At the boys’ most recent vision appointment we discovered that Will has astigmatism; Jack does not. I have astigmatism as well, so I can understand first-hand how it can affect their vision.
With astigmatism, the cornea (outer covering of the eye) is mis-shapen. For people with normal vision their cornea is round like a baseball, where both axes (vertical and horizontal) have the same curvature. For people with astigmatism the cornea is oval like an egg or football, where one axis is more curved than the other. Therefore when the light comes through the lens it isn’t focused into a single point. Instead the light is refracted into two or more points, making the object appear blurry, wavy or distorted. Unlike near or farsightedness, the distance from an object doesn’t make it easier or harder to see.
Diagnosing astigmatism is done during normal eye exams. The doctor performs a retinoscopy by placing different lenses between a retinoscope, a hand-held lighted instrument, and the eye. The retinoscope measures the focusing power of the eye. A keratometer can also be used to measure the shape of the cornea. It focuses light on the corner and measures its reflection. This is mainly used to fit contact lenses.
There are several types of astigmatism.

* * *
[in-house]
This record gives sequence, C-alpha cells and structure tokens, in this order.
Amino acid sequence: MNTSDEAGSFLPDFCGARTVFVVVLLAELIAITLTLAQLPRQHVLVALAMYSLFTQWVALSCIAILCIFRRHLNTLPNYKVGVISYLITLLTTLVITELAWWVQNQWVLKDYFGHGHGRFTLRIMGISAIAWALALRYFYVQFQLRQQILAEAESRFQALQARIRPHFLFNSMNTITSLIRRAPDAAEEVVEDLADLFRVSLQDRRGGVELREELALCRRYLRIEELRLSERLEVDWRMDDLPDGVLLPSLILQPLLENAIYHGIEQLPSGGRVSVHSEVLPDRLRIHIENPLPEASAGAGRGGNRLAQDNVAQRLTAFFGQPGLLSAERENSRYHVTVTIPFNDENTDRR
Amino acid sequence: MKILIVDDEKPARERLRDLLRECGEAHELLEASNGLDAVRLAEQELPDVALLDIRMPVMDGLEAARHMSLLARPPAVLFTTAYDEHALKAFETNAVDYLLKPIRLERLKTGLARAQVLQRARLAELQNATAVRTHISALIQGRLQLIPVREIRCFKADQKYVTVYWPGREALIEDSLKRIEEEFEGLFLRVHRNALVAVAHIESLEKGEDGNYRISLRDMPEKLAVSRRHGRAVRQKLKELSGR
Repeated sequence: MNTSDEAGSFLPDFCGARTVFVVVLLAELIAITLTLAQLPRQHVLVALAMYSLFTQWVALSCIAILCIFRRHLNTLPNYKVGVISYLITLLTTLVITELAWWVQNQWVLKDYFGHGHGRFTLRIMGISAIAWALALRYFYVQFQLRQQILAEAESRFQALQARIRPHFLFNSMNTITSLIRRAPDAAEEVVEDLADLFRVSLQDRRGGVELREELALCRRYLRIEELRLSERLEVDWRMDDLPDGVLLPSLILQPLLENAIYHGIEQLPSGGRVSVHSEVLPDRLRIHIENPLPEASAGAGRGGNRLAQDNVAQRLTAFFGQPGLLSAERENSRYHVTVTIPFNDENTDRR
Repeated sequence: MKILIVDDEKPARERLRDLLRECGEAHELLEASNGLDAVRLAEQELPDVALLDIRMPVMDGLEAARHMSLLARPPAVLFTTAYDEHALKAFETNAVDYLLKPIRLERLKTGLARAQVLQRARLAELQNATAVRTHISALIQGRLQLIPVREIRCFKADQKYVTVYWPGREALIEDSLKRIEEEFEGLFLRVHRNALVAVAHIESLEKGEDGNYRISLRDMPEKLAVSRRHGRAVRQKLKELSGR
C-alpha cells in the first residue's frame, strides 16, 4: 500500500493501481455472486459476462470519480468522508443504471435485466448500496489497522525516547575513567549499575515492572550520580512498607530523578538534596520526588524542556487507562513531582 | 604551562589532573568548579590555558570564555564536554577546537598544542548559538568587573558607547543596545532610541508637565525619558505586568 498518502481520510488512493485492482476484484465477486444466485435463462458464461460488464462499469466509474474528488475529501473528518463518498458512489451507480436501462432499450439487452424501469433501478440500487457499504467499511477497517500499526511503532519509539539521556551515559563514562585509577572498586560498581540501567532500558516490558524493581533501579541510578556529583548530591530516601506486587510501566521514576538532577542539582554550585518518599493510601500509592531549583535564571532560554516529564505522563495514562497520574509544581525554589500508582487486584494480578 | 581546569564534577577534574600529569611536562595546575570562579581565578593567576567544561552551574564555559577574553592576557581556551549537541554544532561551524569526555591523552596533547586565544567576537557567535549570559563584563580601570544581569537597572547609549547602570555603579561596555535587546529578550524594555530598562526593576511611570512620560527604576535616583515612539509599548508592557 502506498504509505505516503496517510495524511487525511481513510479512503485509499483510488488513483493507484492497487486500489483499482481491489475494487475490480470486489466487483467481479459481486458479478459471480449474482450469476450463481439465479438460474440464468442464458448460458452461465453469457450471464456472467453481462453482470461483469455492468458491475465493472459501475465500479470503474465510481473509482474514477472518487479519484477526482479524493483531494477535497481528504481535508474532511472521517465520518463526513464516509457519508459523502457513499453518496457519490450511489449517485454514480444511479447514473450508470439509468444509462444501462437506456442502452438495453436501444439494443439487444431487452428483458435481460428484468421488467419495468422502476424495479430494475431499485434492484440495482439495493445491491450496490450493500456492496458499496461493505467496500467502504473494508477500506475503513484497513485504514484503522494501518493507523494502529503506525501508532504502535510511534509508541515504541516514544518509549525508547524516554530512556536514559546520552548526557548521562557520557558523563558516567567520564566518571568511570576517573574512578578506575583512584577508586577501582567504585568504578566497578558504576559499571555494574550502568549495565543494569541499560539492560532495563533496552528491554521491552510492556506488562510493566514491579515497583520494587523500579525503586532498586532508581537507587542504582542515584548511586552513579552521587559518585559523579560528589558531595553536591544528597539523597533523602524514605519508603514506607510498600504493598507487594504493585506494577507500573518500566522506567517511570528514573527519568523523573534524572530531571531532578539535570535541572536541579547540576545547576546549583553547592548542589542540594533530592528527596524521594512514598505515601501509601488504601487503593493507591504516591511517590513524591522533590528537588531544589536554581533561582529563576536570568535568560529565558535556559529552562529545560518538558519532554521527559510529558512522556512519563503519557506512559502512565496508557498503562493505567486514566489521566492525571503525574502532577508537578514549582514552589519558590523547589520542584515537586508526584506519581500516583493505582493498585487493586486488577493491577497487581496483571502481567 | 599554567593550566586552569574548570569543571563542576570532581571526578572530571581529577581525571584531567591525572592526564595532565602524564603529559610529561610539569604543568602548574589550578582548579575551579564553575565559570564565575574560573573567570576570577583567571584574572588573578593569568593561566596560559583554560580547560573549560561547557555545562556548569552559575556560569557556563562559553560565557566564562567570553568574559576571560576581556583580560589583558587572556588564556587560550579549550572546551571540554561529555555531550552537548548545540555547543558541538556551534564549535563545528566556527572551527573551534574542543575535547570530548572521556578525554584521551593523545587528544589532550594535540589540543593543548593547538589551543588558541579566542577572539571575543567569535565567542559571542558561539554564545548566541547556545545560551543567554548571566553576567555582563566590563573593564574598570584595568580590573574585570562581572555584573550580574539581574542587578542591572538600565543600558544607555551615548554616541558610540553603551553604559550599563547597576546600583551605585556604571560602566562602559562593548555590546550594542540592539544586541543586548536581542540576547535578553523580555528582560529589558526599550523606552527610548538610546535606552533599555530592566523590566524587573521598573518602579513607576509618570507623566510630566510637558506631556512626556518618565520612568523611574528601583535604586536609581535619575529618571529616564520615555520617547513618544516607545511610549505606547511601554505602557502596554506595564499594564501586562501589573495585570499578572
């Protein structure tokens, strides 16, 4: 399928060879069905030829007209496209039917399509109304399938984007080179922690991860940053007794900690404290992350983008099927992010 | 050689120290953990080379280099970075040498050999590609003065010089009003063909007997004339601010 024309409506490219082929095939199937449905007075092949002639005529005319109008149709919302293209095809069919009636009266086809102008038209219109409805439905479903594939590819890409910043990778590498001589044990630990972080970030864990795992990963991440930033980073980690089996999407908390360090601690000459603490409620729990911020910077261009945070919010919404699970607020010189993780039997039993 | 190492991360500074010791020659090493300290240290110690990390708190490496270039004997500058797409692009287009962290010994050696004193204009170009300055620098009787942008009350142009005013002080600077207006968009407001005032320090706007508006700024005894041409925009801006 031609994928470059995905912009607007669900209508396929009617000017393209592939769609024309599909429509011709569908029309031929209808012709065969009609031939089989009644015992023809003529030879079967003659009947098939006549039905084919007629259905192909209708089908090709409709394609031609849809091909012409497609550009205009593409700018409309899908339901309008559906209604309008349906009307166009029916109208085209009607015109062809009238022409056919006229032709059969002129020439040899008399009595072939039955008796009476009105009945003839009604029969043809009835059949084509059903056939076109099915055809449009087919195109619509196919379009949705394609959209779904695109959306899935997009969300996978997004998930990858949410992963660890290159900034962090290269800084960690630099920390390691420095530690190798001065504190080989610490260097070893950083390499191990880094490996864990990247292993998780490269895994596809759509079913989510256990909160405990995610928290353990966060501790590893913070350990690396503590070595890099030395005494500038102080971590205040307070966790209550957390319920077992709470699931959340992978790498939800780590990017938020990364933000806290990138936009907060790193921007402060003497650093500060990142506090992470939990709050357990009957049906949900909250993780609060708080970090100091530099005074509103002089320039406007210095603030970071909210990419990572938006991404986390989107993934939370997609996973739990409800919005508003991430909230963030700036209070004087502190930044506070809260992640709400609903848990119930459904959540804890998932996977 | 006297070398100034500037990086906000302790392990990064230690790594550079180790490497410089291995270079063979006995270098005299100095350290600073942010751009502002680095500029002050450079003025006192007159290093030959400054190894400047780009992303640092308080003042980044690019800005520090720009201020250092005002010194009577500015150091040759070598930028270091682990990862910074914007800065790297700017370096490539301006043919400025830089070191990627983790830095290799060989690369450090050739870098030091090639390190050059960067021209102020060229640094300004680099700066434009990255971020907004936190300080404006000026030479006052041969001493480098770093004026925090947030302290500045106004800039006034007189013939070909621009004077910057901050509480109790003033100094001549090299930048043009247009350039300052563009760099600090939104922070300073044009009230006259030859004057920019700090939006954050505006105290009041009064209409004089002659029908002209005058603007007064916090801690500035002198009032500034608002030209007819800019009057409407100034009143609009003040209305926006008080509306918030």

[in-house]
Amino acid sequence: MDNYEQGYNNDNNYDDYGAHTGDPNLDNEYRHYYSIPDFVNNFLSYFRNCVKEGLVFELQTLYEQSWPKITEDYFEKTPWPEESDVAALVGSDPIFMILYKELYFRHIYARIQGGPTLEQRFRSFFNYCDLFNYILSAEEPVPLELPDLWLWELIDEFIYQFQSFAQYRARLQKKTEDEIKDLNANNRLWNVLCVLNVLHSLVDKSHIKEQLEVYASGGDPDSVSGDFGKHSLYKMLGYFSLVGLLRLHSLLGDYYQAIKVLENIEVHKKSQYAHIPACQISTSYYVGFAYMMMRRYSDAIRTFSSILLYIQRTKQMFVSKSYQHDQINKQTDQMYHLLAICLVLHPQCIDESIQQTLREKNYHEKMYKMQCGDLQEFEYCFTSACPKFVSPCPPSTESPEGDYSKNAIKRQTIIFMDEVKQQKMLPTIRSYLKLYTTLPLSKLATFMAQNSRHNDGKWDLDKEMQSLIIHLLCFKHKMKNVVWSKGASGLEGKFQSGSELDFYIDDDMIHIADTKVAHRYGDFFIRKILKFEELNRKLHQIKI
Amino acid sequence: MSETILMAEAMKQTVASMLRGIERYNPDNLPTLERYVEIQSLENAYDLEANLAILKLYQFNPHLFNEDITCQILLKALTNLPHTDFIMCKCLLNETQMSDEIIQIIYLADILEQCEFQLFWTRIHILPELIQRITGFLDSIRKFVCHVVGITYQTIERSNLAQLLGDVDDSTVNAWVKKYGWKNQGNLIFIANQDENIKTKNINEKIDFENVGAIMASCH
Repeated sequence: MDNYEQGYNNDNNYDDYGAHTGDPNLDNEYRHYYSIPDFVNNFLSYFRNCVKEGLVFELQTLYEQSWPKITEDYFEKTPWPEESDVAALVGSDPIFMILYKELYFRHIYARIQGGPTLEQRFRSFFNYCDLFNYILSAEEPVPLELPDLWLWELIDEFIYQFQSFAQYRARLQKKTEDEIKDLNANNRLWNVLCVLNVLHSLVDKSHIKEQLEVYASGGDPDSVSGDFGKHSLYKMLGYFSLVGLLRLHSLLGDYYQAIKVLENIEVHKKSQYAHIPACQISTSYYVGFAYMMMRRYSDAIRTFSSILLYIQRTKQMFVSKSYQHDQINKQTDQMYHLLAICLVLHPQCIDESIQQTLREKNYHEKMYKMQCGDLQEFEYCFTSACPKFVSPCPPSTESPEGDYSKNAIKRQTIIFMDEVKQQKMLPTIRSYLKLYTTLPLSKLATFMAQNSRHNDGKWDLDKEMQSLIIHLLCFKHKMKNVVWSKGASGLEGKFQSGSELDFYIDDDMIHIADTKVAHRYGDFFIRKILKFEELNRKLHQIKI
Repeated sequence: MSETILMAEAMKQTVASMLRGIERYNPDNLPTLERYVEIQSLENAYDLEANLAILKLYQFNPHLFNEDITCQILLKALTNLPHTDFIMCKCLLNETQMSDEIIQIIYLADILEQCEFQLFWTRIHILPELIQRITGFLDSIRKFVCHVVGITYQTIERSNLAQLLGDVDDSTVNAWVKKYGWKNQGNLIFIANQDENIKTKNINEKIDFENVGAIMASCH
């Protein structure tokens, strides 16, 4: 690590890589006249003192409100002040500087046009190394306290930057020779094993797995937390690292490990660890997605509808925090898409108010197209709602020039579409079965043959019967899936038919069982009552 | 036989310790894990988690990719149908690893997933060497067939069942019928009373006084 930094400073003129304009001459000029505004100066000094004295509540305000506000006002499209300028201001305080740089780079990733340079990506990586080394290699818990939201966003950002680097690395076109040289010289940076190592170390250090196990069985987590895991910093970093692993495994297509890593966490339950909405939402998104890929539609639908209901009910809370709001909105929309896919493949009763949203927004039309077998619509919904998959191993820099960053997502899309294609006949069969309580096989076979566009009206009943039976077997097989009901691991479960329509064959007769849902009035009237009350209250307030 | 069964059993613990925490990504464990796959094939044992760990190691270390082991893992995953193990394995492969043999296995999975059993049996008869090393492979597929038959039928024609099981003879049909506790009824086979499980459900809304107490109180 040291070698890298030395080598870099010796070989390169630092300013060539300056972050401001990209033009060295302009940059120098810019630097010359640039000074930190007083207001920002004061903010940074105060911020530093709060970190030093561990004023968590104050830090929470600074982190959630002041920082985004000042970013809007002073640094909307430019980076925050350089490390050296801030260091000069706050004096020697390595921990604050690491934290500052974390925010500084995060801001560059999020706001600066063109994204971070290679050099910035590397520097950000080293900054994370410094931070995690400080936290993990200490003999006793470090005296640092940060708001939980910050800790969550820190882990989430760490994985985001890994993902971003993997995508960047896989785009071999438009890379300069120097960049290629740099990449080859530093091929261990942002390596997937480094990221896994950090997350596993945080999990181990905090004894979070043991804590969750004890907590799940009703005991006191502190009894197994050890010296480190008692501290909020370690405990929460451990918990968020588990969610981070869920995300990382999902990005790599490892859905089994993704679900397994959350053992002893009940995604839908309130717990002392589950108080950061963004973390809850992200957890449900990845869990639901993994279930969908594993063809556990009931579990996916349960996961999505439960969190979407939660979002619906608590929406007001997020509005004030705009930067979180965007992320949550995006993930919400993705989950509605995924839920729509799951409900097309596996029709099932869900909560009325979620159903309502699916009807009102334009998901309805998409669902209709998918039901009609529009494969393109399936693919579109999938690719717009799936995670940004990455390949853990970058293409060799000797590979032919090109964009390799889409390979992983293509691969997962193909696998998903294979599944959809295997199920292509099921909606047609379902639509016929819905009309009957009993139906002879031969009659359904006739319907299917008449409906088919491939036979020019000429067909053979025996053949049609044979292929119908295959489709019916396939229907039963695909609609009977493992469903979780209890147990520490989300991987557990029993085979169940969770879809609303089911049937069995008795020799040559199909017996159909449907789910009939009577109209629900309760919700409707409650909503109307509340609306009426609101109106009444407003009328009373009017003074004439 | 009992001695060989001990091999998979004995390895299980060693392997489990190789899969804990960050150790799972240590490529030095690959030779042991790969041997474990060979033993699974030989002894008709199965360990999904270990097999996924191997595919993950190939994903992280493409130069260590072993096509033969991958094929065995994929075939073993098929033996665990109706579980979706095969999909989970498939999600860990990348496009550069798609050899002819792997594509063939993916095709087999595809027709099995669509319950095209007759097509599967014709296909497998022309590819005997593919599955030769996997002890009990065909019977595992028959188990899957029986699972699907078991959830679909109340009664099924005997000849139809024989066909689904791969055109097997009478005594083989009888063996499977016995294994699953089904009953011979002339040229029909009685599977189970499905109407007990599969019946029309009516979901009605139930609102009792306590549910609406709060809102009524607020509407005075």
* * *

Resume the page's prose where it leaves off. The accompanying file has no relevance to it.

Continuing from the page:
- Myopic astigmatism is where both axes are nearsighted, but at differing levels, meaning the light is focused before the retina.
- Hyperopic astigmatism, both axes are farsighted or the light is focused beyond the retina.
- Mixed astigmatism happens when one axis is nearsighted and the other is farsighted.
Astigmatism is also determined to be regular or irregular. The most common type is regular.
- Regular astigmatism, the axes are perpendicular.
With-the-rule which means the football shaped eye is sitting horizontally.
Against-the-rule where the eye looks like a football standing vertically or on its end.
- Irregular, they are not perpendicular.
Astigmatism is a fairly common eye condition and most people have some mild form of it. For those that are a larger astigmatism, it can be corrected with glasses, contact lenses or sometimes corrective surgery.
Vision with astigmatism can look distorted or blurred. Long straight lines can appear curved and reading some letters and numbers can be difficult to distinguish like P and F or B and 8. In with-the-rule vertical lines are the clearest, with a horizontal blur. Most children have with-the-rule astigmatism. Against-the-rule astigmatism occurs most in older eyes and shows a vertical blur, with the horizontal lines are clearest. The illustration below shows the difference.
I have with-the-rule astigmatism. I have found that it can be difficult for me to read numbers with several 1’s and 0’s in a row, since the lines blur horizontally for me. I also notice it in words with the letters “l” and “i” together (like Will’s name), the lines blur and I have to look closely to make sure I have the right number of each. I have never been able to draw a straight line, so maybe that is the reason too (or at least that is the excuse I am going to use).
For Will, his vision isn’t good enough to be affected by the blur from his astigmatism, so at this time it doesn’t do any good to fit him with glasses it. If his vision gets better then we will consider them at that time.
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